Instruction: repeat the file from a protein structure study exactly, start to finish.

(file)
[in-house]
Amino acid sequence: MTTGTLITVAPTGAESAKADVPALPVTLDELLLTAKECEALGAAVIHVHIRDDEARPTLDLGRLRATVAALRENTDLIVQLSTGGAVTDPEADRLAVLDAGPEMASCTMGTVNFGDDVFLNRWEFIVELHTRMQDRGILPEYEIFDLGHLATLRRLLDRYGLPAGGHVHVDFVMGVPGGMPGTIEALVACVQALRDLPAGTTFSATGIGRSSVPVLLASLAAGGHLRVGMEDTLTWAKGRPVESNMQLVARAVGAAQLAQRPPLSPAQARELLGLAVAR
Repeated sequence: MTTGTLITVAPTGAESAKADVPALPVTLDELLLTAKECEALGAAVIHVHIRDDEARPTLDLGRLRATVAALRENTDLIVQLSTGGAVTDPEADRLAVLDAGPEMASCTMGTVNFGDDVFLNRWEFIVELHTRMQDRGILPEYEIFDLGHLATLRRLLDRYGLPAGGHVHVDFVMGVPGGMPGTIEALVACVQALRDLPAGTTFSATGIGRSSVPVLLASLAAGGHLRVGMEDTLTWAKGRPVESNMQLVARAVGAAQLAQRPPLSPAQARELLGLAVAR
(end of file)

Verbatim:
[in-house]
Amino acid sequence: MTTGTLITVAPTGAESAKADVPALPVTLDELLLTAKECEALGAAVIHVHIRDDEARPTLDLGRLRATVAALRENTDLIVQLSTGGAVTDPEADRLAVLDAGPEMASCTMGTVNFGDDVFLNRWEFIVELHTRMQDRGILPEYEIFDLGHLATLRRLLDRYGLPAGGHVHVDFVMGVPGGMPGTIEALVACVQALRDLPAGTTFSATGIGRSSVPVLLASLAAGGHLRVGMEDTLTWAKGRPVESNMQLVARAVGAAQLAQRPPLSPAQARELLGLAVAR
Repeated sequence: MTTGTLITVAPTGAESAKADVPALPVTLDELLLTAKECEALGAAVIHVHIRDDEARPTLDLGRLRATVAALRENTDLIVQLSTGGAVTDPEADRLAVLDAGPEMASCTMGTVNFGDDVFLNRWEFIVELHTRMQDRGILPEYEIFDLGHLATLRRLLDRYGLPAGGHVHVDFVMGVPGGMPGTIEALVACVQALRDLPAGTTFSATGIGRSSVPVLLASLAAGGHLRVGMEDTLTWAKGRPVESNMQLVARAVGAAQLAQRPPLSPAQARELLGLAVAR